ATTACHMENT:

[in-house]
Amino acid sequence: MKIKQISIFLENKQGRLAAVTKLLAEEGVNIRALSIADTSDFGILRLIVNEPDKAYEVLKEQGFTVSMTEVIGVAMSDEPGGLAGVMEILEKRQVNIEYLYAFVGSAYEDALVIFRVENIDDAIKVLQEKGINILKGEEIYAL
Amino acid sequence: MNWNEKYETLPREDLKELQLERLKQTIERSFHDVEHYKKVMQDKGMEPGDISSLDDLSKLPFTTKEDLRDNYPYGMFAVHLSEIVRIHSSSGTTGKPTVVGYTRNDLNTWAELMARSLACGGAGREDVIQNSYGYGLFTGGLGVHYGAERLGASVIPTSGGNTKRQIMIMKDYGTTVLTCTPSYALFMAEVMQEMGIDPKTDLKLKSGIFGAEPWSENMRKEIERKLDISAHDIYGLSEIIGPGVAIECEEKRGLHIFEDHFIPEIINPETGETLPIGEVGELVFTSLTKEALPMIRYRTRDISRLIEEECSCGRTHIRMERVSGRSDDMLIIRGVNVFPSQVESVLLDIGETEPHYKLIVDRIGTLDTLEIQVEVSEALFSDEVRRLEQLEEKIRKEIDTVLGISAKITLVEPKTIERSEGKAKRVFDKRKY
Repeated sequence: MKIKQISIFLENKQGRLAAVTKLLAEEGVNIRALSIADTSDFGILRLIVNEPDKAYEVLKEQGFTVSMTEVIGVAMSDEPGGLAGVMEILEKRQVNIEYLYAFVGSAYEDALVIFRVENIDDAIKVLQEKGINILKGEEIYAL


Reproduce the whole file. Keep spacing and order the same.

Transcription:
[in-house]
Amino acid sequence: MKIKQISIFLENKQGRLAAVTKLLAEEGVNIRALSIADTSDFGILRLIVNEPDKAYEVLKEQGFTVSMTEVIGVAMSDEPGGLAGVMEILEKRQVNIEYLYAFVGSAYEDALVIFRVENIDDAIKVLQEKGINILKGEEIYAL
Amino acid sequence: MNWNEKYETLPREDLKELQLERLKQTIERSFHDVEHYKKVMQDKGMEPGDISSLDDLSKLPFTTKEDLRDNYPYGMFAVHLSEIVRIHSSSGTTGKPTVVGYTRNDLNTWAELMARSLACGGAGREDVIQNSYGYGLFTGGLGVHYGAERLGASVIPTSGGNTKRQIMIMKDYGTTVLTCTPSYALFMAEVMQEMGIDPKTDLKLKSGIFGAEPWSENMRKEIERKLDISAHDIYGLSEIIGPGVAIECEEKRGLHIFEDHFIPEIINPETGETLPIGEVGELVFTSLTKEALPMIRYRTRDISRLIEEECSCGRTHIRMERVSGRSDDMLIIRGVNVFPSQVESVLLDIGETEPHYKLIVDRIGTLDTLEIQVEVSEALFSDEVRRLEQLEEKIRKEIDTVLGISAKITLVEPKTIERSEGKAKRVFDKRKY
Repeated sequence: MKIKQISIFLENKQGRLAAVTKLLAEEGVNIRALSIADTSDFGILRLIVNEPDKAYEVLKEQGFTVSMTEVIGVAMSDEPGGLAGVMEILEKRQVNIEYLYAFVGSAYEDALVIFRVENIDDAIKVLQEKGINILKGEEIYAL